People's Commissar of the Navy
- Jan 3, 2010
The Second Election of 1870
Due to the breakdown of negotiations and the complete implosion of the UAI, Konrad von Schwaben's second interim reign as Chancellor began with the immediate convening of new elections for the Reichstag.
With the "lost Reichstag" (a name coined by a Conservative newspaper that quickly spread) in power, individual ministers began to look ahead to the new elections, and planned policies that were designed to appeal to segments of the German population. Michael von Hohenzollern's call to imprison protesters "for the public good" earned praise from Conservatives and Imperialists alike, but near universal condemnation from every other party. The Liberator, Franz Meningen, now the Foreign Minister, saw fit to tie the noose around the British Empire's neck still tighter. An alliance with Norway was a key part of that, and a timely revolution in Sweden opened up another Scandinavian country to German influences.  At the same time, while Germany's allies were winning their wars, Japan saw a widespread rebellion against their government, a move that might poison Japanese-German relations.
Another NLPD minister, Frederick Carile (the Minister of Finance), announced a tax cut of 10% across the board. Throughout the six month period of the "lost Reichstag", the realm's daily balance fluctuated from slight profit to slight deficit, but a sizable German treasury prevented any serious question of economic collapse.
The Minister of War, Hals Gutfreund, appealed to his own constituency at the New Society by loudly condemning the Liberal Minister of Education's platform of "philosophy and economic development," in particular inroads into Analytic Philosophy, while the German naval fell further behind the competition. Gutfreund's only victory was the completion of his naval infrastructure plan, which at least assured that the modernization of the fleet did not lag too far behind.  The imprisonment of a Greek nationalist rallied support to the HUN, in particular the fact that the nationalist had only been arrested, not executed.
But the dominant story in the new elections was the relationship between Dr. Dominik Fellman and Ludwig Fredrik Anderson of the UAI. Some conservative newspapers got wind of the scandalous treatment of the UAI party leader and took malicious pleasure in exposing the same liberals who had spread such "horrible and unsubstantiated lies" against the ex-Chancellor Michael von Hohenzollern. The result was the collapse of the UAI's formerly strong position, tumbling from the largest party in the Reichstag to fourth.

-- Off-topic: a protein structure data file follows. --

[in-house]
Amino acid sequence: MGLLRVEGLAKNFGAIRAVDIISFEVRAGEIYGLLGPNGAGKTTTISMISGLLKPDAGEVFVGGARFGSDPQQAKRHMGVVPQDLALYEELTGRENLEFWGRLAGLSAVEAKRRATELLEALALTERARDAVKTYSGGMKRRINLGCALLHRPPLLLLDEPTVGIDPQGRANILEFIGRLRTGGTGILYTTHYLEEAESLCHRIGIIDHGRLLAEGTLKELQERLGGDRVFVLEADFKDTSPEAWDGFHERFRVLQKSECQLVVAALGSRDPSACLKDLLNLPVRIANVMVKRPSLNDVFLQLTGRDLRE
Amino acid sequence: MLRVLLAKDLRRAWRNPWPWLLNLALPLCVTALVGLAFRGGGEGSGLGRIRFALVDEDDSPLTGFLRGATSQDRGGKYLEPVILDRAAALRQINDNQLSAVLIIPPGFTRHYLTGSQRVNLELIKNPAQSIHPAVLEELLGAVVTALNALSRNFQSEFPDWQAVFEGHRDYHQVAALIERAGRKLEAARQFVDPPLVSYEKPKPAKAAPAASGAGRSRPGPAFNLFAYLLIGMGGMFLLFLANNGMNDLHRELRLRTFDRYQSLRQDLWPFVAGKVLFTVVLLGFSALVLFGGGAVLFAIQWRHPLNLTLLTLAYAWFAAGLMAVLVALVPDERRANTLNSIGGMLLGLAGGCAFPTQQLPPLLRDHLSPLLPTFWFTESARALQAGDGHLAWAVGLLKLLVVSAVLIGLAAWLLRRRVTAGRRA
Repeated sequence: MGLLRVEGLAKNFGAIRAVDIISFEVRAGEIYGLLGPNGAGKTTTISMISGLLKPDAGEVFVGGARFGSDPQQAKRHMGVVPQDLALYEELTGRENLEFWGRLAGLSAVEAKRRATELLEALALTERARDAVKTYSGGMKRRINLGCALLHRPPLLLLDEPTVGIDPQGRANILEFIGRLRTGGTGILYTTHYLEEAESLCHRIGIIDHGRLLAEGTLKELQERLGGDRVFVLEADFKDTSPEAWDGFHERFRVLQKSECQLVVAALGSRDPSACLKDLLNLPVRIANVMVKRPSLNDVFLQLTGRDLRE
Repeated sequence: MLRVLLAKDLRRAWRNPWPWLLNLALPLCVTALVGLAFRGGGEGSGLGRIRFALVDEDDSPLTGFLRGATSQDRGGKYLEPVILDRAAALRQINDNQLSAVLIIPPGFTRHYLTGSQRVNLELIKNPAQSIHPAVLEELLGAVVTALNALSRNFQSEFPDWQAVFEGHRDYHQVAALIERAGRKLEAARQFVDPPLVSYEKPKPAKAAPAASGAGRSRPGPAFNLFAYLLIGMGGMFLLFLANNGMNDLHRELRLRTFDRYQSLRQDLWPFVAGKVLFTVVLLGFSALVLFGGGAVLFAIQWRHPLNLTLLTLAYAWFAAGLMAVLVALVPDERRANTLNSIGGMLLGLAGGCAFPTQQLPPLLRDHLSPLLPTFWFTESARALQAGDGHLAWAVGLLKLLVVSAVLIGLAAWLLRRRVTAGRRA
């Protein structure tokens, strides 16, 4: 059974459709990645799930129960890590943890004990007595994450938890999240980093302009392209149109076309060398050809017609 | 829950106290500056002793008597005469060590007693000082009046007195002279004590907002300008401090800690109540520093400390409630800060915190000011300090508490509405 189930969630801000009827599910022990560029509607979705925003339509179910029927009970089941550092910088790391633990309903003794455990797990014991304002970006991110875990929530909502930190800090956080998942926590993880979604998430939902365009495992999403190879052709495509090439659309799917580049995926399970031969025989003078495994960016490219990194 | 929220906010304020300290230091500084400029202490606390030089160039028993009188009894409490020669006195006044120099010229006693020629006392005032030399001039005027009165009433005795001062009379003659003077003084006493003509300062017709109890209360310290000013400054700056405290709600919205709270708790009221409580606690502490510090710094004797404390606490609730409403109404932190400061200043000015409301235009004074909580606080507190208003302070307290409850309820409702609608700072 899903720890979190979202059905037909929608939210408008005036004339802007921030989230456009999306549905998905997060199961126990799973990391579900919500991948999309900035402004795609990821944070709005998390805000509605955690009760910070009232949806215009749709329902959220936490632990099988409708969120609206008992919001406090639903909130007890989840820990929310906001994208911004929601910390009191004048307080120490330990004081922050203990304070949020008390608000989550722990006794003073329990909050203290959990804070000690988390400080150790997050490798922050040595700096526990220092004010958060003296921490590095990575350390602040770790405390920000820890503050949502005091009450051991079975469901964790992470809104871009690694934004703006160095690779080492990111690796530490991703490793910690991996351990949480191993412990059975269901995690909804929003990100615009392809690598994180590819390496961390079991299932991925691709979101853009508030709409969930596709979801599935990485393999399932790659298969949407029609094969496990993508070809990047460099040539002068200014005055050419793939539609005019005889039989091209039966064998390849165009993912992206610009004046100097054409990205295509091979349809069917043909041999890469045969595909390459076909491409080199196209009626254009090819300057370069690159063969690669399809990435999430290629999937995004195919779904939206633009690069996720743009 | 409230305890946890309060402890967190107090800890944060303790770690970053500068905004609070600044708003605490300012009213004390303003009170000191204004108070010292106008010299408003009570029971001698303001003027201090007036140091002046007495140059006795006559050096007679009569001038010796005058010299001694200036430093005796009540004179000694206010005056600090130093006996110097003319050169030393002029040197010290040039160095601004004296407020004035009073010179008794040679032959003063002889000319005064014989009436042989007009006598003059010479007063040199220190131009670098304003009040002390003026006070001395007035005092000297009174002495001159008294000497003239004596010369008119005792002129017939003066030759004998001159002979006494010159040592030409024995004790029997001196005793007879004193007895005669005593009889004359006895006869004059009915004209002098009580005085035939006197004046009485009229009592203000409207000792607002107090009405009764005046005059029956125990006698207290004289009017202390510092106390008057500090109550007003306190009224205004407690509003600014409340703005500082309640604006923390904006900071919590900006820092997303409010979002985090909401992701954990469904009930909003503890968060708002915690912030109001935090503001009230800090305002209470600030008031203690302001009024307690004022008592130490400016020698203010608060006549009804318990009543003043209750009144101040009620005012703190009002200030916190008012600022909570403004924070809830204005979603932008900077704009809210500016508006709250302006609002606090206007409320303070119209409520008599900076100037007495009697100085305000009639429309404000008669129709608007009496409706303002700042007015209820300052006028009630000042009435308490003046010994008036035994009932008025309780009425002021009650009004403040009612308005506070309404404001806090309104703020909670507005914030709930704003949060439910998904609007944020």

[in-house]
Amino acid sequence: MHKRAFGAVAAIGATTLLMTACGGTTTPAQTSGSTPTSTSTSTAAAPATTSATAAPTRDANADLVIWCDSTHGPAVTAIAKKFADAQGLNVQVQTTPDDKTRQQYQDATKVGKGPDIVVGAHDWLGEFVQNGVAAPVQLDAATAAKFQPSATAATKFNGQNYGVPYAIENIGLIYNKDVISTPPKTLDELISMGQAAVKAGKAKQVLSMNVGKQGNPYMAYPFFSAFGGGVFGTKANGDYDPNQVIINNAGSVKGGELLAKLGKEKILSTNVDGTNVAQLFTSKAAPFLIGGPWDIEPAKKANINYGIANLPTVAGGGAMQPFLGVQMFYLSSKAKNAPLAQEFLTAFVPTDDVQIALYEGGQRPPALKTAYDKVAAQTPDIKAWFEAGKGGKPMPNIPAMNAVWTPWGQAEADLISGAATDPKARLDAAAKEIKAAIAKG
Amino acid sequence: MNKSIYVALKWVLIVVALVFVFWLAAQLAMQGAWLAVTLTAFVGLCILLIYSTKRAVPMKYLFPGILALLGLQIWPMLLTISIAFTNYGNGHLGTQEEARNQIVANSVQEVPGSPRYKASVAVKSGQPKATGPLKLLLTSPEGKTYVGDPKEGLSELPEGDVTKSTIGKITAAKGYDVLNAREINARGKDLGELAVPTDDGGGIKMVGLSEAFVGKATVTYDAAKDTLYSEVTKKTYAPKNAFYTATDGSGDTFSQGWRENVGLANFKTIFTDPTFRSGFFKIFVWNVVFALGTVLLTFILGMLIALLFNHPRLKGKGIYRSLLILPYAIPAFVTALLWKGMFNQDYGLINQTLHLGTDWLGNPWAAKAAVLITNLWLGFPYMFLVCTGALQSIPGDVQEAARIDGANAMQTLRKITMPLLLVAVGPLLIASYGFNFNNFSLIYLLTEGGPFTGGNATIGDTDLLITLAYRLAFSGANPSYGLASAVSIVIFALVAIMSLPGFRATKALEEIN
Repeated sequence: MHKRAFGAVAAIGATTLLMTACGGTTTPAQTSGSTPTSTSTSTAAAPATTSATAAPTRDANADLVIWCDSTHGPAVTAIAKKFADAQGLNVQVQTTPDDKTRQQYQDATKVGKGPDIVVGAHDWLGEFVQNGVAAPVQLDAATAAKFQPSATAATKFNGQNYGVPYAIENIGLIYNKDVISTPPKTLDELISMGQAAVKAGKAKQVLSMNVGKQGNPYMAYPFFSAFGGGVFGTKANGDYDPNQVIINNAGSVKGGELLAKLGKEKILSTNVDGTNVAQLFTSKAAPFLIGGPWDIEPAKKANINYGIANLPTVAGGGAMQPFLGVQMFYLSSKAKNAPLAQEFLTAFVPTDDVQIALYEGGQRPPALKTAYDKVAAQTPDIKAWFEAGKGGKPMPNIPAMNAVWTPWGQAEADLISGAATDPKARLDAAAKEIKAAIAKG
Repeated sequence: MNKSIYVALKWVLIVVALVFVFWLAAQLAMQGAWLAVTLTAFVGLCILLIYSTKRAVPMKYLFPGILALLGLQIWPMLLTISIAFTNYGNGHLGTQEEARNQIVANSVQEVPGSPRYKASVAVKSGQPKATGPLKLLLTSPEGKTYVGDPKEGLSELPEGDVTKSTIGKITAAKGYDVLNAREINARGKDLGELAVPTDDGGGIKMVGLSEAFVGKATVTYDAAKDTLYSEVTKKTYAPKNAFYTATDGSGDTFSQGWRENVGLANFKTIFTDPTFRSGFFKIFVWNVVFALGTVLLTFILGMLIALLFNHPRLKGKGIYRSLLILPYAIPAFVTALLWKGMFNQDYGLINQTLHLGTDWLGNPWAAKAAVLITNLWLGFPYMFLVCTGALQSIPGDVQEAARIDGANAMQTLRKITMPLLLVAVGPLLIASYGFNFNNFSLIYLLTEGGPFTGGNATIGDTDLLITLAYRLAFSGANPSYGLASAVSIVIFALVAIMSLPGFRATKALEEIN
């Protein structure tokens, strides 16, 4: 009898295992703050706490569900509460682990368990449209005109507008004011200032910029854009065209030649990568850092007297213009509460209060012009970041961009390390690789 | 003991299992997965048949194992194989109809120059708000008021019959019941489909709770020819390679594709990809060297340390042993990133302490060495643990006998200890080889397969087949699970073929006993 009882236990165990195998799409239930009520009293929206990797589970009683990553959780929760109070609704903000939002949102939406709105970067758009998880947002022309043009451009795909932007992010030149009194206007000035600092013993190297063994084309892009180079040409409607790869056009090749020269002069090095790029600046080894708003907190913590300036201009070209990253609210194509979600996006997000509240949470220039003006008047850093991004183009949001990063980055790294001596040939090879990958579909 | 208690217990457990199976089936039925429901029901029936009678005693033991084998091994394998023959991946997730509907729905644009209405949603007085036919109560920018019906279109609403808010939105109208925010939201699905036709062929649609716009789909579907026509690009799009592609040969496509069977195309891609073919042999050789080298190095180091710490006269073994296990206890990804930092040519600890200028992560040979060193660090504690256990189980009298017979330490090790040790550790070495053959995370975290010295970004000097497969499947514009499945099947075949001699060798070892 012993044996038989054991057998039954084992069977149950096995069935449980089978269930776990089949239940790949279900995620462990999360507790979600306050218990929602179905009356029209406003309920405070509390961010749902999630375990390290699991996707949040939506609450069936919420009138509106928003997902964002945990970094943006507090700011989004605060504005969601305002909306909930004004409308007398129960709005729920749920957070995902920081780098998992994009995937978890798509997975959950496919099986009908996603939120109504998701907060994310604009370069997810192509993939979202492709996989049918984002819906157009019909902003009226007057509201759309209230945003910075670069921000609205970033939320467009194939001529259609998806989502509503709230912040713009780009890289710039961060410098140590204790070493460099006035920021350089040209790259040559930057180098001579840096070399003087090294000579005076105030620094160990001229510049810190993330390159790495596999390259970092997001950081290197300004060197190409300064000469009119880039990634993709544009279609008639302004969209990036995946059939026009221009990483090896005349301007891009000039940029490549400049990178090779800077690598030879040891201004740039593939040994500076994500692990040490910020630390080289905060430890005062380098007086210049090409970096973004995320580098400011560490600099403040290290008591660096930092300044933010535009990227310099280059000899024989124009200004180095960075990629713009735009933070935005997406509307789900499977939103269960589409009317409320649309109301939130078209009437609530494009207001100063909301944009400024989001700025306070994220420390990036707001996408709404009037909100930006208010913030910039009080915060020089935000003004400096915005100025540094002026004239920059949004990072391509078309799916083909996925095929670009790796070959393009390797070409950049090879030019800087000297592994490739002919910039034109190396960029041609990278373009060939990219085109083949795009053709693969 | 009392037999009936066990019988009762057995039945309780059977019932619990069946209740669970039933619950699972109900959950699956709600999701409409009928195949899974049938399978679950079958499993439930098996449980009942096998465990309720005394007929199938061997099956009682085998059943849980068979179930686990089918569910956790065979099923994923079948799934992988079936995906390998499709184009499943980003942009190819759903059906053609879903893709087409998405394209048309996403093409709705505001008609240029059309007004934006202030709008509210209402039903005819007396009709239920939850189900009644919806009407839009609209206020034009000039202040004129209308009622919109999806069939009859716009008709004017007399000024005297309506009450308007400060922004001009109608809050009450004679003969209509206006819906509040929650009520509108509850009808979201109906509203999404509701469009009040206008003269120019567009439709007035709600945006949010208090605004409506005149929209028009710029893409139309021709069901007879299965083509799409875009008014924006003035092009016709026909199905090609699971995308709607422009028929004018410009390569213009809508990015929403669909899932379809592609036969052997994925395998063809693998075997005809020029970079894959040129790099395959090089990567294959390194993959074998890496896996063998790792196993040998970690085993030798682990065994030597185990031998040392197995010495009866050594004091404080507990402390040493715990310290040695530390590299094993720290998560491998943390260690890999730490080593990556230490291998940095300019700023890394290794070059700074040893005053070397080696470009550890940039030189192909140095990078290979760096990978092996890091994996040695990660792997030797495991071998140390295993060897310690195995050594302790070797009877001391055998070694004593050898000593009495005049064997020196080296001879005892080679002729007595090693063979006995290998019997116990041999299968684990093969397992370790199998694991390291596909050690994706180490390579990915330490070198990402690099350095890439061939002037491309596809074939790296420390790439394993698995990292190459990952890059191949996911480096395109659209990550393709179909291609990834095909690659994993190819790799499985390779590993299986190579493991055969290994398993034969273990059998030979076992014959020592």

In the Conclave, the Socialists, pushing for a platform of social reform, continued to make great strides. Although some Stadtholders changed parties, most of those moves were lateral, save for Dr. Fellman's request to join the DDA, a request which had not yet been reciprocated at the time of the election.
The NLPD was clearly in the driver's seat to form a coalition. It remained to be seen whether Konrad von Schwaben would receive his first full term as Chancellor, or whether the UAI could cash in some favors to regain some face. Perhaps a Conservative resurgence might result.
 Sweden was in the British sphere and hated us before the Revolution. Canada is a GP, and our alliance with Ethiopia prevents us from extending an alliance to them.
 I actually built the final three naval bases in the first month or so, since I'd forgotten to do that in the last update or so. :blush:
Party leaders, it's time to negotiate for coalitions. DDA needs to confirm if Fellman can join their party.
We can still do Social Reform, but we also have the ability to pass the final political reform, which allows for All Trade Unions. That's a topic for debate, obviously. Other constitutional amendments may also be formally proposed at this time. Again, please do not vote on any propositions until I give you the go-ahead. We'll allot 48 hours (that is, Friday at 10 PM CST, -6 GMT) for debate and discussion before I formally things for a vote.
A final point of order: the post of Commander of the Gendarmerie may not be apportioned as part of a coalition, as the Constitution clearly stipulates that the appointment is made by the Minister of the Interior. Therefore, said post also does not count towards the required party balance, where 25% in either house = a Cabinet post.
So... propose away!